The closest thing the original
vi has to multiple undo (aside from
U which can revert multiple changes within a single line) is the numbered registers,
which hold the nine most recent changes or deletions.
If you put from a numbered register, subsequent dot commands
will increment that register when it repeats the command.
E.g. with the following text, with the cursor line indicated with
dd.. will result in:
If you then type
"1P, vi will put the most recent deletion
. will put the contents of the next most recent
register, by doing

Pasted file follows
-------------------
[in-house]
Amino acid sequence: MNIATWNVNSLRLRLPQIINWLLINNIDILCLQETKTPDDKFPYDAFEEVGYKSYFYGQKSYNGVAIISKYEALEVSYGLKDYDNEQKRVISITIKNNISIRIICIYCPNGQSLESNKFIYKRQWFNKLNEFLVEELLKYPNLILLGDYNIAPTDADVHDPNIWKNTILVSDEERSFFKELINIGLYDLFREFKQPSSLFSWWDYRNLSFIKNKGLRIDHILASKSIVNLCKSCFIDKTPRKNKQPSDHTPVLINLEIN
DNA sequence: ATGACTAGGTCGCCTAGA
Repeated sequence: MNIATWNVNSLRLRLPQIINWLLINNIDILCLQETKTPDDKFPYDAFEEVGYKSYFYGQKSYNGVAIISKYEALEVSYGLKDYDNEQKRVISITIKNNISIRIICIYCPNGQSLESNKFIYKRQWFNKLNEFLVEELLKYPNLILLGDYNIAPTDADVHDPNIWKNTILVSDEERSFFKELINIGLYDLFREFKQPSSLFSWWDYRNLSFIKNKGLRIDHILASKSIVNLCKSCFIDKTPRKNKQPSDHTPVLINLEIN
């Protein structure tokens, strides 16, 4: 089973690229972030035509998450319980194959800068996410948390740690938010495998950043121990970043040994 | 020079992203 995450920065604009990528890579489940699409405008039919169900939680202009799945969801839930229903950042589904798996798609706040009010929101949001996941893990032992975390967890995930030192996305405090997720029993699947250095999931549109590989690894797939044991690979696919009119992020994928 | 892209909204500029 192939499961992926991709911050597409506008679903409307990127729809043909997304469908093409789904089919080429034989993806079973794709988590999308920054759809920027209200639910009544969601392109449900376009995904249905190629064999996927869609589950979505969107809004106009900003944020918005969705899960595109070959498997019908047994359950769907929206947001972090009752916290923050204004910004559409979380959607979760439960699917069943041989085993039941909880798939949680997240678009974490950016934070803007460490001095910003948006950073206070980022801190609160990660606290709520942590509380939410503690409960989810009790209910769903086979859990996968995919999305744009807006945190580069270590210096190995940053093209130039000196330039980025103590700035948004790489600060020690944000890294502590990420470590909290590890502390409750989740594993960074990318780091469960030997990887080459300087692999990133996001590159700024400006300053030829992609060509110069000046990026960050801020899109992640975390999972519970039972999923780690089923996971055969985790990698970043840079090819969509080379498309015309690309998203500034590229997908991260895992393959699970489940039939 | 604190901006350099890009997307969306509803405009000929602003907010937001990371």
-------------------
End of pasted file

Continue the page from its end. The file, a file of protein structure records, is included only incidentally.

"2P, and hitting
. again will put
the contents of register
So, in short,
"P.. will put back all the text you deleted,
leaving you with
Not brilliant, but better than nothing! More usefully you
can use it at the beginning or end of the buffer to quickly
inspect what's in your numbered registers. Then you can
easily delete what you don't need.
It's documented in